28 November 2015

The Blockchain

I suddenly realized that the Bitcoin network (which folks are trusting to store billions of dollars of current value) operates essentially on the principal of "security through obscurity".  The address-space is a 160-bit number.  That's on the magnitude of quindecillions.

So, for one thing, this -> http://youtu.be/THt99IzFFRE.  There are simply so many addresses available, it's impossible to guess the addresses that are being used.

It's a bit mind-boggling -- like -> http://youtu.be/SLIvwtIuC3Y

Anyways ... all transactions on this network are stored in a public ledger called the Blockchain.  Blocks of transactions are bundled-up and added to this Blockchain every 10 minutes orso (it's now over 50GB) and every miner has a copy.  This guy does a pretty good job summing up mining -> http://youtu.be/UrrBcaXuaq8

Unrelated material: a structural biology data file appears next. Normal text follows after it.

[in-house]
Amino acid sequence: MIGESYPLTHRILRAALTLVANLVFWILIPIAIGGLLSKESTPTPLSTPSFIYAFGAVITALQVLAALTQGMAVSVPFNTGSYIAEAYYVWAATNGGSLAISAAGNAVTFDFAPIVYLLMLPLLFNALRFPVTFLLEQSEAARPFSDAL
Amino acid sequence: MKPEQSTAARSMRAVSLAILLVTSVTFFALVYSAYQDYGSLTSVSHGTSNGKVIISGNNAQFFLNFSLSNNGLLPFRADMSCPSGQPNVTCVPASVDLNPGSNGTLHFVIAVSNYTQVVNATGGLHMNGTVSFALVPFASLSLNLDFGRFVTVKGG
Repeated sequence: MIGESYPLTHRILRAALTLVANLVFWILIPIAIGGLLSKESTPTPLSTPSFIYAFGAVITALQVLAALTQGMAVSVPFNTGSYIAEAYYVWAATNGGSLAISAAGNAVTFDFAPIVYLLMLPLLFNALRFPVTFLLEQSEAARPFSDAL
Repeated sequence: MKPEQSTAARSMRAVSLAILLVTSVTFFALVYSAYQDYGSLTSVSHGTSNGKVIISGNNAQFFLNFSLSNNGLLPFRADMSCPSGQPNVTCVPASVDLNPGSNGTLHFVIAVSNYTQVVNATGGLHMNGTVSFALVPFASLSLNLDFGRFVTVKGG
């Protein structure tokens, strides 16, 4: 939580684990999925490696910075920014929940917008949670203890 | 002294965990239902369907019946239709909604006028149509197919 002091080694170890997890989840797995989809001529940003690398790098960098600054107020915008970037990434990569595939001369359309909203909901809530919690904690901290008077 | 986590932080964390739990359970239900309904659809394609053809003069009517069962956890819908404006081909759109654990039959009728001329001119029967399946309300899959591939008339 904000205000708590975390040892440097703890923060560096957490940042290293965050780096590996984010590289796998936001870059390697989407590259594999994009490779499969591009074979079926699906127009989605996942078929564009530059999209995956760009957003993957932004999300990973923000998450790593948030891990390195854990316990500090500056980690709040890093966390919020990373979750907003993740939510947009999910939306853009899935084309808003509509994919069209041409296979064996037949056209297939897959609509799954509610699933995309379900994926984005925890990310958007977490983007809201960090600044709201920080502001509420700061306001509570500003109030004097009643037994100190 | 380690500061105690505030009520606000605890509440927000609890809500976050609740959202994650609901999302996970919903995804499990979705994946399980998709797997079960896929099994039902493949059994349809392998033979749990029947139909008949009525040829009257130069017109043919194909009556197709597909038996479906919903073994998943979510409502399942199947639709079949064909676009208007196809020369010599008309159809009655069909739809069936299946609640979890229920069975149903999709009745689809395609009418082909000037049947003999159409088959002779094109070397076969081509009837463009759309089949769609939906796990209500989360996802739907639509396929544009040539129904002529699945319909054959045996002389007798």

This distributed, blockchain way of doing things (not necessarily the Bitcoin blockchain in particular) .. it's a new paradigm.  And it's being applied in a variety of interesting ways (solving some of the toughest problems inherent in our existing approaches).  Problems of scale, trust, reliability -- they are not problems in the context of this new architecture.  And all because of big hairy numbers.

Now -- this all depends on having a *really good* random number generator.  And once the desktop quantum computer is invented -- and some snot-nosed gamer in his Mom's basement cracks the math -- well, then all bets are probably off  ;-)

If you want to go down the rabbit-hole, I recommend this lecture to a bunch of E.E. students at Stanford.  It's about a next-gen protocol framework for the web (based on this more distributed / decentralized way of thinking) -- a little over an hour long, but worth it IMHO -- (a bit like a peek into the future)

Inter-Planetary File System (IPFS)
Stanford Seminar - Juan Benet of Protocol Labs